According to Kentucky.com, Senate President Robert Stivers declared that the state’s public pension system reform will no longer carry several of Gov. Matt Bevin’s controversial concepts.
The rejected propositions include the moving any existing or future employees from their defined benefits plan (DB) into a 401(k)-style plan, as well as a five-year freeze on cost of living expenses for retired teachers, both of which Bevin proposed in October.
What Stivers did include in the new reforms was allowing teachers to choose between a traditional defined benefit plan and a hybrid “cash balance” plan, which would offer more security than the originally proposed 401(k)-like option as it carries characteristics of both DB and defined contribution pensions, such as a return minimum guaranteed by the employer.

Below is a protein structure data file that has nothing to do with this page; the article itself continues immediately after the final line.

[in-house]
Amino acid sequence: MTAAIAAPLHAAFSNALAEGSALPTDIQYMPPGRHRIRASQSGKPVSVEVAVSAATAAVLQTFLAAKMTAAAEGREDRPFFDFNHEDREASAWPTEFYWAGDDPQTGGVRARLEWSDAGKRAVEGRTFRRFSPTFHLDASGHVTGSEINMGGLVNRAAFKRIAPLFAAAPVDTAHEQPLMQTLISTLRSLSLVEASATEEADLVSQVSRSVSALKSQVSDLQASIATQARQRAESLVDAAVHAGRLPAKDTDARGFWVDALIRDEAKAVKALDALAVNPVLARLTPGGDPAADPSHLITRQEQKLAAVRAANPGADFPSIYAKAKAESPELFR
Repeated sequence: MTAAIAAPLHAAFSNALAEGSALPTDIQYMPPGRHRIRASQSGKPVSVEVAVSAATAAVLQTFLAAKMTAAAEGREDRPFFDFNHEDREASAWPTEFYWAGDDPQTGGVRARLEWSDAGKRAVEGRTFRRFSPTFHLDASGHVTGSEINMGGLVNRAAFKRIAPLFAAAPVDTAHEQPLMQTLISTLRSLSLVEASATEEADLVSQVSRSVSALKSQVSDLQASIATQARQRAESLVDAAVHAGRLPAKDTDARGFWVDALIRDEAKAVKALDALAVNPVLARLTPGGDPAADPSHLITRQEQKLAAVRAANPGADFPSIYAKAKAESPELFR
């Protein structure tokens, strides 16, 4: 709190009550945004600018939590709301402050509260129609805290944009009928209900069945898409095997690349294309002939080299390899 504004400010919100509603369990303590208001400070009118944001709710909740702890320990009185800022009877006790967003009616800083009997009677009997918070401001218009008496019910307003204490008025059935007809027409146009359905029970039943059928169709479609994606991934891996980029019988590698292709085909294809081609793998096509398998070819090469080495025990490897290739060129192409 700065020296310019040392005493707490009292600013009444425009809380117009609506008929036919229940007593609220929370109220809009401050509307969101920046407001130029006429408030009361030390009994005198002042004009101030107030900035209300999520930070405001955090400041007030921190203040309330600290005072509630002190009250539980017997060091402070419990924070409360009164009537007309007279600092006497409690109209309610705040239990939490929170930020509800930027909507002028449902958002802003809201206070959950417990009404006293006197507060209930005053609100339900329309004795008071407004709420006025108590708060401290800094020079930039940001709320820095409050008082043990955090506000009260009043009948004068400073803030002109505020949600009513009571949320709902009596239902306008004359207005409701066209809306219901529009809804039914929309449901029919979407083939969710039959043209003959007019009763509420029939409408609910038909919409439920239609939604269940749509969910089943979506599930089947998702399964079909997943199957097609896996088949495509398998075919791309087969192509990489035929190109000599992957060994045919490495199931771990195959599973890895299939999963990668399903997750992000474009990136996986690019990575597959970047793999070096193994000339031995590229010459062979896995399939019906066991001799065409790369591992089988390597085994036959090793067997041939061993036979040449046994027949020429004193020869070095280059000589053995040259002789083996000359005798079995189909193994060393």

While Bevin had introduced his proposal claiming it would save the state money by converting public pensions to the hybrid plan, Stivers revealed Wednesday that an actuarial analysis determined that Bevin’s proposal would actually cost more money by closing out the traditional DB plan and then converting it to the 401(k)-style plan.
“We have been getting data that would suggest that it actually does cost money to switch everyone to a 401(k)-style,” House Speaker David Osborne said, reported by the Courier Journal.
Kentucky’s current 60-day legislative session is halfway over, and the state faces a $40 billion-plus shortfall.
It is not yet known if the reform bill will be filed in the House or the Senate.